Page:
Discovering disk-space

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We found out where the extra space-usage was on the Exchange servers. Turns out the EXCHSRVR directories for the two halves of the exchange cluster are effectively identical.

We also found out that there was something like 35 GB going missing that wasn't turning up in the directory lists, but was showing as used at the disk-level. I hammered that thing, but couldn't dig it up. Until I reran checkdisk and actually paid attention to the drive stats, and noticed that BAD CLUSTERS was up around 32GB of space.

Whaaaaa? This is a SAN. That sort of thing shouldn't happen. We have something like three layers of error correction between the physical platter and the OS. Clearly the bad stuff wasn't in regular data our we'da heard about it by now. Because of how the striping happens, bad clusters like that should have completely shot the SAN to a smouldering glow. But the only signs of space like this is on this one Exchange server. My theory is that these got marked bad through some OS-level mistake, rather than actual bad stuff.

This will get closer inspection when we bring things up after the SAN update this Sunday. Wozers.
..without resorting to PXE. A practical guide.

Since TUT291 at Brainshare was all about installing OES-Linux onto HP blades, those of us who have to do it with a NetWare kernel are somewhat left out in the dark. This is a guide to how I managed to get it to work. The process will give you an image you can use to set up Netware from Deployment Manager.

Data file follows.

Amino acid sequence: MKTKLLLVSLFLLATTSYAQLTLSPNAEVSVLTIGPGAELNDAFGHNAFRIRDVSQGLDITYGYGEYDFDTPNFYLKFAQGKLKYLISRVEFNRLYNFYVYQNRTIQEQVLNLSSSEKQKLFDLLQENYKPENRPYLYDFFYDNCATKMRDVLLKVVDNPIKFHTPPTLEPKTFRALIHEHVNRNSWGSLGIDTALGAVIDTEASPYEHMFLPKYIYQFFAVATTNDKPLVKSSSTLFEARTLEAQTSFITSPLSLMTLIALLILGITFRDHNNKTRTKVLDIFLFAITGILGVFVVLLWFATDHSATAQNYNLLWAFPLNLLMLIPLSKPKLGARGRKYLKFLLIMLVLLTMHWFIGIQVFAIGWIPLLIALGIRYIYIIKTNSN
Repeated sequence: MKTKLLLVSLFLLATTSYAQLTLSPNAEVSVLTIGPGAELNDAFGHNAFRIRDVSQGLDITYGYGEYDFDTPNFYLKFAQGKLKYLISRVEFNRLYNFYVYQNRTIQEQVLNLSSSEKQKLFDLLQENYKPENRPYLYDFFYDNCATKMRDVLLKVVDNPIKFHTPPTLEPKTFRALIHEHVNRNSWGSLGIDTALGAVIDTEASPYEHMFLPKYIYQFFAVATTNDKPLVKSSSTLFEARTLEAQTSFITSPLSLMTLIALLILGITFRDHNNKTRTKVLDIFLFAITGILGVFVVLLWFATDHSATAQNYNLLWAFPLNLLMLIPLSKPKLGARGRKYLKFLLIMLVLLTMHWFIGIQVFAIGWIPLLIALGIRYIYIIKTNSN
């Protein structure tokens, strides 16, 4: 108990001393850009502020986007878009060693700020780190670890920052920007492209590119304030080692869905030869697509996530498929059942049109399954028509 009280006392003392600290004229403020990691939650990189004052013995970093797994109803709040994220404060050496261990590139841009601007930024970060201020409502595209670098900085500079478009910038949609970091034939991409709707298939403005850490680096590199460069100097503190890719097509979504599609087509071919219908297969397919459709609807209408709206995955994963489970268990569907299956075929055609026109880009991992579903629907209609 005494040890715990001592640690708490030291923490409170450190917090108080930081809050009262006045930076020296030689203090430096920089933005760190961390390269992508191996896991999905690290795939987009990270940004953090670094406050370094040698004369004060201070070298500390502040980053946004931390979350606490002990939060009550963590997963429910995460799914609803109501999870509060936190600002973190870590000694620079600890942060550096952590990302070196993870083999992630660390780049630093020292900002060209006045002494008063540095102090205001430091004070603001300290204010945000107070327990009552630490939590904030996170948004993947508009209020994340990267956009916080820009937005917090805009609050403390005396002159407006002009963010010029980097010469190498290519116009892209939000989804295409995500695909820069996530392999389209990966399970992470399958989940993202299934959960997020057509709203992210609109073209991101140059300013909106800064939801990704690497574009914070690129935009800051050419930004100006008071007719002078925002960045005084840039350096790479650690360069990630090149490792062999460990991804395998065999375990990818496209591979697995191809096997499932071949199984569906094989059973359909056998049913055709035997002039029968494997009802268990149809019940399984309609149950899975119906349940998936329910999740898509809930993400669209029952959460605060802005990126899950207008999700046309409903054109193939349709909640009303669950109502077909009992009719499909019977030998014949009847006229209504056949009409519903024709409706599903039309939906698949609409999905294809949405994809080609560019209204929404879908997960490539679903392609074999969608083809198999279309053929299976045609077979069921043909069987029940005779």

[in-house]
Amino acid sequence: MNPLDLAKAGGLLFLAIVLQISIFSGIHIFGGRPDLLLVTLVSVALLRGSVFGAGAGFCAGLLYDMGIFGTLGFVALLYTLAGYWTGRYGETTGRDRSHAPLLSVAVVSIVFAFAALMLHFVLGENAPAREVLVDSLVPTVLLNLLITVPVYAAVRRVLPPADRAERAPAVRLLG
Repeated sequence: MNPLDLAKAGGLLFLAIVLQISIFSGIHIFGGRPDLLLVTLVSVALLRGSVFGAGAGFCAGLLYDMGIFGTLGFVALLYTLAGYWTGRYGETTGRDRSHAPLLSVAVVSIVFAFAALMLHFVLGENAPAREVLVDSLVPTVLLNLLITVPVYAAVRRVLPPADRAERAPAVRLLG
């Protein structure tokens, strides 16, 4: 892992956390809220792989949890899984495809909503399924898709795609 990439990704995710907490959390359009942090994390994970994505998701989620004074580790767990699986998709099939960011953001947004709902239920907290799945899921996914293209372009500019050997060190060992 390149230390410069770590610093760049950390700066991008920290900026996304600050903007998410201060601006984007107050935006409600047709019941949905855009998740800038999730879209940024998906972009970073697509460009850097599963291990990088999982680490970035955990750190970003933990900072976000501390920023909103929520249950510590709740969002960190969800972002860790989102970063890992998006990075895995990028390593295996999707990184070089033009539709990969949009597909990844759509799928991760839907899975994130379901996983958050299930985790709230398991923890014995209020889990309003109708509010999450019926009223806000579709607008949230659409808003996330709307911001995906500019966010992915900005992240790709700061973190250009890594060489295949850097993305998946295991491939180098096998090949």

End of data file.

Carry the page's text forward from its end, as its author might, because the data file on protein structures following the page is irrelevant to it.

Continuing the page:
Needed:
  • ILO with Advanced Pack. HP has cunningly selected the feature set of ILO in the blades such that you can't manage multiple blades without the Advanced Pack, so you probably already have this if you have blades. The Advanced Pack is, of course, an additional license you need to pay. All the vendors are doing this, so this isn't a surprise.
  • A workstation on the same LAN (i.e. no WAN links) as the blade you are installing to.
  • A small, knoppix-based ISO-Linux on CD. I like Insert.
The preparation phase of this is pretty minor, but needed.
  1. Create a pair of .zip (or better yet, .tgz) archives that contain all of the PROD and OS disks. If you have the DVD, this makes it easier. Just copy the whole DVD to the archive.
  2. Have your ISO-Linux on CD.
  3. Have the OS-disk from the NetWare install on CD/DVD.
Now to get going.
  1. Start with a blank blade.
  2. Go into the blade's ILO
  3. Insert your NW65OS disk into your own CD Rom drive
  4. Go to the ILO's Virtual Media tab, and attach your CD-Rom drive to the Blade.
  5. Start up the blade
  6. Go through the first steps of setting up a Netware server, but cancel out when it asks for a PSM to load.
    1. You could theoretically do the entire install from here, but you'd get more grey hair than you'd want. This procedure will save you time if you have to do more than one Netware install.
    2. This gives you a DOS partition to install from, and one that Novell knows works.
  7. Detach the CD-Rom from ILO, and reboot the blade
  8. In DOS, go into FDISK. Create a D: drive sized about 1.5GB
  9. Reboot, format D:
  10. Reboot. Put the ISO-Linux CD in your drive, and attach it by way of ILO. This should cause it to boot from CD. Go into text-mode if you can, it'll save time.
  11. I haven't found a CD distro that'll auto-detect the SmartArray, so you'll have to make the device yourself, and mount it.
    1. cat /proc/partitions
    2. One of the lines should read something like "cciss/c0dop5", which corresponds with a theoretical partition-5 on a SCSI drive. This is the D: drive you created.
    3. mknod /dev/hphome b 104 5
      1. This creates the /dev record needed to mount. 104 is the major number, and 5 is the minor number, both of which are given in the "/proc/partitions" output